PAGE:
As regards the first issue, the Procedures Directive provides for an exhaustive list of conditions regarding the admissibility of refugee applications. Yet Hungary added two conditions. The application could be rejected because the applicant arrived through a State where he or she was not exposed to persecution or a risk of serious harm. The application could similarly be dismissed if the same State guarantees a sufficient degree of protection. This was considered by the Court of Justice as a violation of EU law, but this part of the judgment is nothing new (see in particular Országos Idegenrendészeti Főigazgatóság Dél-alföldi Regionális Igazgatóság, C‑924/19 PPU and C‑925/19 PPU, and Bevándorlási és Menekültügyi Hivatal (Tompa), C‑564/18).

The second and main issue raised by the Commission was that of the criminalisation of assistance to asylum seekers. The specific criminal law provision at stake involved a prohibition of legal aid for lodging an asylum application. Under Hungarian law, this legal assistance is a criminal offense when two conditions are met. The first condition is that it is proven beyond all reasonable doubt that the person knew that the application would not be admissible under Hungarian law. The second condition is that the assistance is organised − Hungarian law would not ban a single and isolated act of service.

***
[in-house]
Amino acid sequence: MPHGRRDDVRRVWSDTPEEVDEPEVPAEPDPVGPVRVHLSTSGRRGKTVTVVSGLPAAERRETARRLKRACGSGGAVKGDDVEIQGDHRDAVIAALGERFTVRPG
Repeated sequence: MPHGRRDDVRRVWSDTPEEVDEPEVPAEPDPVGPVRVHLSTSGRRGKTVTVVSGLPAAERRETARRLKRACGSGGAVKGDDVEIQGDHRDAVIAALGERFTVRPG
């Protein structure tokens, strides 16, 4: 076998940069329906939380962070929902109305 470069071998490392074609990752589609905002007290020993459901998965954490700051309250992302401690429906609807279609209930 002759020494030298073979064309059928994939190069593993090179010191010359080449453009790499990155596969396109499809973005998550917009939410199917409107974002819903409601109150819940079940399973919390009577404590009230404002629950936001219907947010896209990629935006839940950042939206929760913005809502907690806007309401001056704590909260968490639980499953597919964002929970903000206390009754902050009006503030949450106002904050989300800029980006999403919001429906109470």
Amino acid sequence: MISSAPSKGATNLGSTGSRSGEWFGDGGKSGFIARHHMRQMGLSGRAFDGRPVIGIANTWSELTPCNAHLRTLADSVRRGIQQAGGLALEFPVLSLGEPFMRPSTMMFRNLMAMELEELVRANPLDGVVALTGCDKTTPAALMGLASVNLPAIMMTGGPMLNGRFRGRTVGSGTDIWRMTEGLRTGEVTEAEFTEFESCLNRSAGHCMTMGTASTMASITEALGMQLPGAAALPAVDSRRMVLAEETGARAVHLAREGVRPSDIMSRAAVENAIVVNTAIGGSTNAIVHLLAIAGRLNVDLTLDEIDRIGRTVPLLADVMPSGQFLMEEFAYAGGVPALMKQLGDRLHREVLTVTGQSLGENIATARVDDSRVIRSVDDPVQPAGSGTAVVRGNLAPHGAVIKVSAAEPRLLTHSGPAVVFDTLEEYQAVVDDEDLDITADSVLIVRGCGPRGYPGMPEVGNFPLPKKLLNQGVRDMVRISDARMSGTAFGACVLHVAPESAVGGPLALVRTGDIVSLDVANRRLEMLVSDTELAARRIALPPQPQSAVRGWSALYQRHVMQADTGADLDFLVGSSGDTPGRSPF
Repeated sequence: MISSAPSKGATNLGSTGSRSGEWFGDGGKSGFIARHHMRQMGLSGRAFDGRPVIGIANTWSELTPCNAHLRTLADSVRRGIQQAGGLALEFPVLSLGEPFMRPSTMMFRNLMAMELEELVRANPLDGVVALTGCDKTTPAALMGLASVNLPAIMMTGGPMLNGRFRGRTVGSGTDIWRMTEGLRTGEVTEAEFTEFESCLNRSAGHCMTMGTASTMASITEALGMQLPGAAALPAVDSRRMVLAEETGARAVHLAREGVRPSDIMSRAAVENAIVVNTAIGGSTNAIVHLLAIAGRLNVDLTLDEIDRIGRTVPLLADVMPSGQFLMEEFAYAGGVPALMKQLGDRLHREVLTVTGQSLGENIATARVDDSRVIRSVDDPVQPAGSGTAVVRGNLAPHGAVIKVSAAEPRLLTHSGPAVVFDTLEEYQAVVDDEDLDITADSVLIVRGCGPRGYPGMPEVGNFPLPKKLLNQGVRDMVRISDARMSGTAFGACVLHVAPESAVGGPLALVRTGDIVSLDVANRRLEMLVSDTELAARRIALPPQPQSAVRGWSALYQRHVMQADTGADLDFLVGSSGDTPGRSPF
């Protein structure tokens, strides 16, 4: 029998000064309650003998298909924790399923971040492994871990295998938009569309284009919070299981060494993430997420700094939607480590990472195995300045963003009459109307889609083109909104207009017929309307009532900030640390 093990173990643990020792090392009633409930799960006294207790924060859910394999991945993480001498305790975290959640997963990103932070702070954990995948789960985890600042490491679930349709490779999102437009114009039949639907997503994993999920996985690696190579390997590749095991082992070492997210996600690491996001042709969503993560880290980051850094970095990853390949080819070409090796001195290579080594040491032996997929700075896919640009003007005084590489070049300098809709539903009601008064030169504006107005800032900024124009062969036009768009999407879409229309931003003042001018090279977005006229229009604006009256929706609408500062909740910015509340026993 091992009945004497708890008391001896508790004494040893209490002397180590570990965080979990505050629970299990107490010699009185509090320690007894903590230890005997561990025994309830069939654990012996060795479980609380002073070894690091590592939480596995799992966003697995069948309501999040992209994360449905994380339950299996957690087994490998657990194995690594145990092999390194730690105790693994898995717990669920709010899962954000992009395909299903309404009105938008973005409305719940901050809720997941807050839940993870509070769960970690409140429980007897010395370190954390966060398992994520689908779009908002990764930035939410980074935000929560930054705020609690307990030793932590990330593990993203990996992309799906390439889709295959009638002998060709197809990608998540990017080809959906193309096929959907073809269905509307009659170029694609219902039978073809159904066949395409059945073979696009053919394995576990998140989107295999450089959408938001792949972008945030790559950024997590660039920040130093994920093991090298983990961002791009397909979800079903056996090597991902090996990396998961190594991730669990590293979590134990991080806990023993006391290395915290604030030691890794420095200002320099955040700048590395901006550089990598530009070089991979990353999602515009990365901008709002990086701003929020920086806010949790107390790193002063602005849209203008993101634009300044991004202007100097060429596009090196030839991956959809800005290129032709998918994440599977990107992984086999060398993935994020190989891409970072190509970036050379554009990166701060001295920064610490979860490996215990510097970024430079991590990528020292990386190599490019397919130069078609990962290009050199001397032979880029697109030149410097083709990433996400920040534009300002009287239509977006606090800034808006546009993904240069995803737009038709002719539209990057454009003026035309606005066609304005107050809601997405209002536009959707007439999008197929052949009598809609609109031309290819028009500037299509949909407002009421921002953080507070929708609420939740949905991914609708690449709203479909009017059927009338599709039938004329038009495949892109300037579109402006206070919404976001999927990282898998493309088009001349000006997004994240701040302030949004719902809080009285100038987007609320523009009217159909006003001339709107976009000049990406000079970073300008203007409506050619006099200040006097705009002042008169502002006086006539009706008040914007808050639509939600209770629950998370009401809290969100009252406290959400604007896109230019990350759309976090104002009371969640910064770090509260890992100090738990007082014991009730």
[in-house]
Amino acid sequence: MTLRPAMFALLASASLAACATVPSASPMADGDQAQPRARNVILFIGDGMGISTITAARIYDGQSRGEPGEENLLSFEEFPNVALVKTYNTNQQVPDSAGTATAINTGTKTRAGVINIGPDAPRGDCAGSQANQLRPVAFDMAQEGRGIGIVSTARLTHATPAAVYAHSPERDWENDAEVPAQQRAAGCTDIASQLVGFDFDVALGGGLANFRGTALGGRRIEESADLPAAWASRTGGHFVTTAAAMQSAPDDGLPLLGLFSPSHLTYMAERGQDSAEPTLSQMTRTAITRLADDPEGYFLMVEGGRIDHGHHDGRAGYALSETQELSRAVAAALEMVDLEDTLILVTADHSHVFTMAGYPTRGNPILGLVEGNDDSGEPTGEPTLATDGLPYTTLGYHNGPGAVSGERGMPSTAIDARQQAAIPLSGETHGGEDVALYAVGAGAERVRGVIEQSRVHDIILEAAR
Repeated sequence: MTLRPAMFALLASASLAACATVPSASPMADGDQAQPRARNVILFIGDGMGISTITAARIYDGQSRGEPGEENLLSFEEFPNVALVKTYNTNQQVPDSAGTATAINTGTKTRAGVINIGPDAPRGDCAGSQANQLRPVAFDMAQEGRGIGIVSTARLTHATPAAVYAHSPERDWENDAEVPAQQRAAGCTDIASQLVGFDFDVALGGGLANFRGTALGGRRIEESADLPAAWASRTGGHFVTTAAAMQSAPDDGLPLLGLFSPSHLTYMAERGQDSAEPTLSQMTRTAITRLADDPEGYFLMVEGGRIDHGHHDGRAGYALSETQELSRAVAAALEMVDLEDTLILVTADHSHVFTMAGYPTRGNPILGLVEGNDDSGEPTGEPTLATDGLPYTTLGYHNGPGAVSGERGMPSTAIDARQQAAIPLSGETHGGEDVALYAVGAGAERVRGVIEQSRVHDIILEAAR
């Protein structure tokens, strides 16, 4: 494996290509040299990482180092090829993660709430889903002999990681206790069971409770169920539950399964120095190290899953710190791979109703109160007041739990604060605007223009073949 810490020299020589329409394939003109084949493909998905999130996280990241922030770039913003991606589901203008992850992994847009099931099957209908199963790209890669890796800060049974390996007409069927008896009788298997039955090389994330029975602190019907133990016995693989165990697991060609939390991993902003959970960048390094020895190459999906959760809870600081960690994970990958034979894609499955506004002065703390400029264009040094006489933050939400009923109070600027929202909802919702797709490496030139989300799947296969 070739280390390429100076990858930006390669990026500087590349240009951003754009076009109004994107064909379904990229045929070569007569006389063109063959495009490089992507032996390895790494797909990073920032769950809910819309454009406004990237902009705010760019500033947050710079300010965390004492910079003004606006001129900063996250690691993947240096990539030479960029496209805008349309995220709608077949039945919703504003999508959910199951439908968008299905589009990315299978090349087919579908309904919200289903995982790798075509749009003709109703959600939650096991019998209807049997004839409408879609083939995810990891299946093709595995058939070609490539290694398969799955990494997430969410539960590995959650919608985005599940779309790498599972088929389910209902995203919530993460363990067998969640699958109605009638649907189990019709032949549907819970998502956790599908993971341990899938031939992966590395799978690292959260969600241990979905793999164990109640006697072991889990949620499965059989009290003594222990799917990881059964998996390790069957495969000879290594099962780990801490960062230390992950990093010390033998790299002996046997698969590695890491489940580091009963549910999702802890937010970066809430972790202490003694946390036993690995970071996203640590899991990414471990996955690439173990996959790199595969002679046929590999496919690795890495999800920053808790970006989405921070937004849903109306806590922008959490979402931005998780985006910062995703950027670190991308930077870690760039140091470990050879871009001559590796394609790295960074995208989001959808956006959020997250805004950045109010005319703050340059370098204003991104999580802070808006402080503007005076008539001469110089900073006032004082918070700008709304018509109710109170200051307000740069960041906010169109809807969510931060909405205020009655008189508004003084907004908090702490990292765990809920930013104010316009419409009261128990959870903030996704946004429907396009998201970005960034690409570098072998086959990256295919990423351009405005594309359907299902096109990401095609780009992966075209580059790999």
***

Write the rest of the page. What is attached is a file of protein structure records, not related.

This criminal offense restricts two rights protected by the Directives: Applicants have the right to communicate with persons assisting them, and they have the right to access legal aid. The Court of Justice acknowledged that the Hungarian Constitutional Court (Alkotmánybíróság) restricted the scope of the concerned Hungarian criminal law provision in a judgment delivered on 25 February 2019. This decision protects charitable activities based on the duty to assist others in need of assistance. There is, however, an exception to this limit when it could ‘be proved beyond all reasonable doubt that that person was aware that that application could not succeed under Hungarian law.’ For this reason, the Court of Justice concluded that the decision of the Hungarian Constitutional Court does not prevent a restriction of the rights provided by EU law.